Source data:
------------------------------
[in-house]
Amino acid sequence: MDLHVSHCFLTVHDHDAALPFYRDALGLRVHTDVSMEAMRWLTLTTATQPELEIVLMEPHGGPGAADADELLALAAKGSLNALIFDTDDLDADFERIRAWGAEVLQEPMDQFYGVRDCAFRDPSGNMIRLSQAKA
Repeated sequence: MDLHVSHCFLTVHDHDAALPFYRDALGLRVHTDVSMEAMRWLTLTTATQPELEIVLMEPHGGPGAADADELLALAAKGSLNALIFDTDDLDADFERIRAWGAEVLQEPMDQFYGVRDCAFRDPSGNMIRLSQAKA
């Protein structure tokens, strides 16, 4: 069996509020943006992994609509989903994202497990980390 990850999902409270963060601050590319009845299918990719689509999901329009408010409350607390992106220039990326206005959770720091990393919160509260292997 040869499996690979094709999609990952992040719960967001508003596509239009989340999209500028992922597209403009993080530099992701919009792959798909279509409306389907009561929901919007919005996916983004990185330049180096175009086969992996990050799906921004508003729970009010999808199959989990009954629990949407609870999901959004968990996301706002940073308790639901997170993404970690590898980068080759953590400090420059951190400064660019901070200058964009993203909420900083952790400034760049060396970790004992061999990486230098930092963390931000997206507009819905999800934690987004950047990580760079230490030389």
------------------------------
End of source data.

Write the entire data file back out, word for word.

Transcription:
[in-house]
Amino acid sequence: MDLHVSHCFLTVHDHDAALPFYRDALGLRVHTDVSMEAMRWLTLTTATQPELEIVLMEPHGGPGAADADELLALAAKGSLNALIFDTDDLDADFERIRAWGAEVLQEPMDQFYGVRDCAFRDPSGNMIRLSQAKA
Repeated sequence: MDLHVSHCFLTVHDHDAALPFYRDALGLRVHTDVSMEAMRWLTLTTATQPELEIVLMEPHGGPGAADADELLALAAKGSLNALIFDTDDLDADFERIRAWGAEVLQEPMDQFYGVRDCAFRDPSGNMIRLSQAKA
């Protein structure tokens, strides 16, 4: 069996509020943006992994609509989903994202497990980390 990850999902409270963060601050590319009845299918990719689509999901329009408010409350607390992106220039990326206005959770720091990393919160509260292997 040869499996690979094709999609990952992040719960967001508003596509239009989340999209500028992922597209403009993080530099992701919009792959798909279509409306389907009561929901919007919005996916983004990185330049180096175009086969992996990050799906921004508003729970009010999808199959989990009954629990949407609870999901959004968990996301706002940073308790639901997170993404970690590898980068080759953590400090420059951190400064660019901070200058964009993203909420900083952790400034760049060396970790004992061999990486230098930092963390931000997206507009819905999800934690987004950047990580760079230490030389």